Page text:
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Why You Should Pay Your Maintenance Fees & Sinking Funds

over 2 years ago marina



This article is for general informational purposes only and is not meant to be used or construed as legal advice in any manner whatsoever. All articles have been scrutinized by a practicing lawyer to ensure accuracy.

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If you live in a condominium or apartment, generally you are subject to paying Maintenance Fees and contributing to the Sinking Funds on a monthly basis. Whilst a pain to pay, these monthly payments are to the general benefit of the property and it’s residents, the maintenance fees being utilised for the upkeep of the common areas and facilities whilst the sinking funds are collected and held to be used to refurbish the property as and when needed. This will help maintain the aesthetics, cleanliness and functions of the property which will in turn help to maintain it’s value.

Besides aiding in maintaining the property value, maintenance fees are also a requirement by law listed in The Strata Management Act 2013, compelling developers opting for strata titles to set up a Management Corporation to manage the common areas and facilities of a property (as legally the common areas are owned by the Development Company). The Management Corporation is then required to propose the amount and schedule the collection of the fees to be used for the upkeep of the property, whereupon it’s also meant to eventually set up a Joint Management Body comprised of the developers and owners of the property to jointly manage the the usage of the funds to manage and maintain the property.

Upon it’s resolution, the Management Corporation is meant to elect owners of the property to form a Joint Management Committee which will then take over the responsibilities of the Joint Management Body and manage the property on behalf of its residents. Much like a company’s directors are tasked with the responsibility of managing the affairs of the company on behalf of the shareholders.

Common reasons most owners give for not paying the maintenance fees include not using the facilities, not living in the property or not satisfied with the Management. This in turn leads to the Joint Management Body unable to accomplish their tasks and leads to a spiral of decline in the upkeep of the building, affecting everyone who lives there. Although not widely known though, owners of the property are entitled to question the Joint Management Body, view the accounts, vote on important issues concerning the property’s management and even vote the members of the Joint Management Body out of office if they are unsatisfied with their work.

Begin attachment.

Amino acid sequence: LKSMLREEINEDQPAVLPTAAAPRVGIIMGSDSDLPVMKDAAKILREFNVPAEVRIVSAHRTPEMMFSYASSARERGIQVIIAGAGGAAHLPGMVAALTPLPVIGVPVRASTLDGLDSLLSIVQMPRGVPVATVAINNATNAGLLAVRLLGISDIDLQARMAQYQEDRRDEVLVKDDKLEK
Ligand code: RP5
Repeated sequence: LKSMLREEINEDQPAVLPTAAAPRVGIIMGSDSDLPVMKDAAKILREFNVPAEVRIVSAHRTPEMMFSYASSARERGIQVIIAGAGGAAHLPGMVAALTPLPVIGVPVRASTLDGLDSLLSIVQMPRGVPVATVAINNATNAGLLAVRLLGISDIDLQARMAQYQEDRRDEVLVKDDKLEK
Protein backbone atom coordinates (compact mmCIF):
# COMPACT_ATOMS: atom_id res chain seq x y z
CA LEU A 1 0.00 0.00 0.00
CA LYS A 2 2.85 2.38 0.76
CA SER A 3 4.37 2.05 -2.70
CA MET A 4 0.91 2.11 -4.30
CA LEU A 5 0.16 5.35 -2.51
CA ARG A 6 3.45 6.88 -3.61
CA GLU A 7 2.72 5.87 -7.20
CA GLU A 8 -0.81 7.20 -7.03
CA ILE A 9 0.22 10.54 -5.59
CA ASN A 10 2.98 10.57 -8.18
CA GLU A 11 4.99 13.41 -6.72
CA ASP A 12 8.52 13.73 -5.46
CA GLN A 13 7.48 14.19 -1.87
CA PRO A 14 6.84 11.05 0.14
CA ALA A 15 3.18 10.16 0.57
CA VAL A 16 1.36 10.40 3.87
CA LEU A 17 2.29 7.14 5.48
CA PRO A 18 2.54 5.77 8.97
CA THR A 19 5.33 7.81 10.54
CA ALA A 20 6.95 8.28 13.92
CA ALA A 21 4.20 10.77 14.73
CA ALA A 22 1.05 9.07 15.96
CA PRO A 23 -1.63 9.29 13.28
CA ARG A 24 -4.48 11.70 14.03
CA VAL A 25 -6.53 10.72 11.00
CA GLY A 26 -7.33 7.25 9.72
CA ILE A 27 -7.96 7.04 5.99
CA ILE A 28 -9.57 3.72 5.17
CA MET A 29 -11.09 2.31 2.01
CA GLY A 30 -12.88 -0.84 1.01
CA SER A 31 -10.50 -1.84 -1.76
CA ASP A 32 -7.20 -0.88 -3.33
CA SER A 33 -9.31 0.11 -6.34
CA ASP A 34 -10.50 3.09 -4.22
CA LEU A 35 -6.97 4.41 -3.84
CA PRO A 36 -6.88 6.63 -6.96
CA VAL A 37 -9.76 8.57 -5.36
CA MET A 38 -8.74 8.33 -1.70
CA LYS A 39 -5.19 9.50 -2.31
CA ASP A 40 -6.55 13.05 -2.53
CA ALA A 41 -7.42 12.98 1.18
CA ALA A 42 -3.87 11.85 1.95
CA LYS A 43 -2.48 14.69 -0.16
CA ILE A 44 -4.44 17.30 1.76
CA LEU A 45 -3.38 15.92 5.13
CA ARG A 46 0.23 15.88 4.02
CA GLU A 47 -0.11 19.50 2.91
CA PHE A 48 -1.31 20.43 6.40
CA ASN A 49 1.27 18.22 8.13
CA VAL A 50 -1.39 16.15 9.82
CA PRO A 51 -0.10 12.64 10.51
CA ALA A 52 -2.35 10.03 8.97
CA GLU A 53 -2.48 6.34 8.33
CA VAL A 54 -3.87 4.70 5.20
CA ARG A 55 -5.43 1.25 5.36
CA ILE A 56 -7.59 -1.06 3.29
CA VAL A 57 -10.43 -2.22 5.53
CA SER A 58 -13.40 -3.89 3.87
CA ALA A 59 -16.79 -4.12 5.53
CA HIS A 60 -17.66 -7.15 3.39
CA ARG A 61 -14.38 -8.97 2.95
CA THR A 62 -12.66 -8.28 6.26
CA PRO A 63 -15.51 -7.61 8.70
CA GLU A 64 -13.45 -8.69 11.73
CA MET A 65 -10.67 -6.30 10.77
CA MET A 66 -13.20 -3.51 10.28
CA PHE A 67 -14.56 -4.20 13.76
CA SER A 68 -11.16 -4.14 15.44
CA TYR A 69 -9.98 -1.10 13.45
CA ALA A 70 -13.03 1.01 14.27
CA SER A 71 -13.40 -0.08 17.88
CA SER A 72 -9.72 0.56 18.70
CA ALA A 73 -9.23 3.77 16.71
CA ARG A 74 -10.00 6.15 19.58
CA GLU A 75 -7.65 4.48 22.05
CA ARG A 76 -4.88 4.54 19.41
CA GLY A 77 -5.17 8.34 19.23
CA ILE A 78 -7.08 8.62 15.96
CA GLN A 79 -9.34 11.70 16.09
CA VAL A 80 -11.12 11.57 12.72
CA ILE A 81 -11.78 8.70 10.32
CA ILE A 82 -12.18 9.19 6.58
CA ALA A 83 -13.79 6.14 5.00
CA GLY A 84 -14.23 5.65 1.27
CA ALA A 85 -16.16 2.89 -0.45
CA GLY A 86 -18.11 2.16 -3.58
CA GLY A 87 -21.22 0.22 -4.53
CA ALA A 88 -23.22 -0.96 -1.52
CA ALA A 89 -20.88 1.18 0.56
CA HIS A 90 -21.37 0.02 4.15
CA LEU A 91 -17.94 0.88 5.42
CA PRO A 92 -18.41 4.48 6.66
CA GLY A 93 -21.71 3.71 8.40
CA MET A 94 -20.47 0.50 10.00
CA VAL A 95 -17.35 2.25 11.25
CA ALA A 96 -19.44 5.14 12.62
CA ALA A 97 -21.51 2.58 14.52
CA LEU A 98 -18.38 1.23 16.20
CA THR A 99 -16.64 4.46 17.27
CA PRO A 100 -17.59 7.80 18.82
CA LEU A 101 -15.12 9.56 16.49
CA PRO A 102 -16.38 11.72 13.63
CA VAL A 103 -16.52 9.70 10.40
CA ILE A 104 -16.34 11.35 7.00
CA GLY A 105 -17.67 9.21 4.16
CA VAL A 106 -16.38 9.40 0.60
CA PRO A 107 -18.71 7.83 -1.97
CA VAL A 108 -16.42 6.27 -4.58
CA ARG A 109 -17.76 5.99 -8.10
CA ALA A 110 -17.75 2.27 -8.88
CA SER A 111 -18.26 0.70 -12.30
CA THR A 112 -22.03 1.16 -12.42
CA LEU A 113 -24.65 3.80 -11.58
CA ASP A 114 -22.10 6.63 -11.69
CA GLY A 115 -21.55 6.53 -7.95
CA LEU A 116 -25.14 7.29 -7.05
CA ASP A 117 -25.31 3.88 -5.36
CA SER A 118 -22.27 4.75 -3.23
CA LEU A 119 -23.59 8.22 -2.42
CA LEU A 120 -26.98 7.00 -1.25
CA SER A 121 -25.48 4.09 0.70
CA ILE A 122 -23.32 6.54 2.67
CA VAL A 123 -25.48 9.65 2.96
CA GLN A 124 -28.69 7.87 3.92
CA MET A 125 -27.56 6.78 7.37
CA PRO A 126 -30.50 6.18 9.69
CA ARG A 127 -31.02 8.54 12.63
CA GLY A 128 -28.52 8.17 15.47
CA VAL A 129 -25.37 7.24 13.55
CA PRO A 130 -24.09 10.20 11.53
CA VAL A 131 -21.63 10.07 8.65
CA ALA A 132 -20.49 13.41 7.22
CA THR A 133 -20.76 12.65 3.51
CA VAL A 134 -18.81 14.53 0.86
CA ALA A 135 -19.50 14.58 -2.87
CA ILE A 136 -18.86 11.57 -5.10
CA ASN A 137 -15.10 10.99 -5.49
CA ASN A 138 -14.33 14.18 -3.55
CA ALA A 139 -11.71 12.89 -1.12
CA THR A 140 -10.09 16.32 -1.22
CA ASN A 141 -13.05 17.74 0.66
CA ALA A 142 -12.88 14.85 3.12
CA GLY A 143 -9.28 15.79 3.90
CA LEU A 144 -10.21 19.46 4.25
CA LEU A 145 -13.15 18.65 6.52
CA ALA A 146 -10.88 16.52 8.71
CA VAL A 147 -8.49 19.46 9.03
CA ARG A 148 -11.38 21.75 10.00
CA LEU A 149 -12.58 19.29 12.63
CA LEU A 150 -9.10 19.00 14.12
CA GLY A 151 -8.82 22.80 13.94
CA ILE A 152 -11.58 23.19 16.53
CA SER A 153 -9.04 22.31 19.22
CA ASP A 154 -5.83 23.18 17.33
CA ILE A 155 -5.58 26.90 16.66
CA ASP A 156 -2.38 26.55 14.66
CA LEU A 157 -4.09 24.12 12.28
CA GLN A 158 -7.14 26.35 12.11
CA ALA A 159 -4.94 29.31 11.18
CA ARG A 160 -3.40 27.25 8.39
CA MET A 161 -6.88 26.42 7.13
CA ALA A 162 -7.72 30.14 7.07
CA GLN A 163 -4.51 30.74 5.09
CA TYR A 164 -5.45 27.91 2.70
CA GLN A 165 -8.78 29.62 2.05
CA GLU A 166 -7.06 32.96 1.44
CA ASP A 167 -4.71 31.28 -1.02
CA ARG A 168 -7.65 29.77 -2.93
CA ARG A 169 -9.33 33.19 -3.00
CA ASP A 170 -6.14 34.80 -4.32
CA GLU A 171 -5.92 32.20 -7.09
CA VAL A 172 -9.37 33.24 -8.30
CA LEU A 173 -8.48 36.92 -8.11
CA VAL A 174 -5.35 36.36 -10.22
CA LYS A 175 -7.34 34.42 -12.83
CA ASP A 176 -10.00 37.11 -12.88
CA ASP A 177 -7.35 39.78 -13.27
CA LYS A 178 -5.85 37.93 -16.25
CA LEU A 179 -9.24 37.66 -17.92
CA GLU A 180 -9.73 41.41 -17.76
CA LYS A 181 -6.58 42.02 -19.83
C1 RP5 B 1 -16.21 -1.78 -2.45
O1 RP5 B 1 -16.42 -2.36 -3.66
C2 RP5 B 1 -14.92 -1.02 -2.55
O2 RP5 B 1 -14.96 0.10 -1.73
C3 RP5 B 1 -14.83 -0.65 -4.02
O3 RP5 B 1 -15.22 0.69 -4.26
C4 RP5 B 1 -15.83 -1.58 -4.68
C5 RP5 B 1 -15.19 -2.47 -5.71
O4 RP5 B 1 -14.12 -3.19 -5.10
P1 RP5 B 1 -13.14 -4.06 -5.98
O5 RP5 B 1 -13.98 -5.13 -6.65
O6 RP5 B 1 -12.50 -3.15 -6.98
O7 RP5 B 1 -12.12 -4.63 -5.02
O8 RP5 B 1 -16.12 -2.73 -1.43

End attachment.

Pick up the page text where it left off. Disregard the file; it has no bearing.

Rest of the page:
However, not paying the Maintenance Fees disqualifies owners of these rights and the Joint Management Body will also be eligible to bar residents from using the common areas and facilities, publish their names for other owners to see and impose interests/fines on all unpaid monies owed by the offender. Furthermore, under the Strata Management Regulations 2015 (under the Strata Management Act 2013), the failure to pay the maintenance fees can be considered a criminal offence which could lead to imposed fines, jail time or both.

The idea of paying a monthly fee for living in your property is still a fairly new concept to most Malaysians, and those moving from a landed property into a high-rise would find it even more so. However, as a payee of the maintenance fees, owners also have the rights to know what they are paying for, transparency of the accounts and board decisions need to be open to the owners and the power to question and check the information is also another right. Joint Management Body members are subject to not only furnish all the information requested by the owners, but they are also meant to submit their accounts to the relevant government bodies as well, thus creating a system of check and balances to ensure that the Joint Management Bodies are not abusing their authority.

Should any grievances arise from either party, an Emergency General Meeting could be called to take vote on the best course of action, or if unable to come to a consensus, the parties could seek judgment from the Tribunal for Housing and Strata Management (Tribunal Perumahan dan Pengurusan Strata or TPPS). In an effort to uphold the laws of the Strata Management Act 2013, the Urban Wellbeing, Housing and Local Government Ministry (a.k.a. Kementerian Kesejahteraan Bandar, Perumahan dan Kerajaan Tempatan or KPKT) will set up a special taskforce to enforce the Act.

The payment of Maintenance Fees and contribution to Sinking Funds is mandatory and besides being charged interest for late payments by the Joint Management Body, defaulters could also face heavy fines and even jail time by the Government. It is therefore in everyone's best interest to timely pay the fees they owe and go through proper channels should there be discontent or disputes regarding the management of the property. So before buying a property, make sure you know how much you need to commit for the monthly Maintenance Fees and Sinking Funds so you do not end up in a jam.

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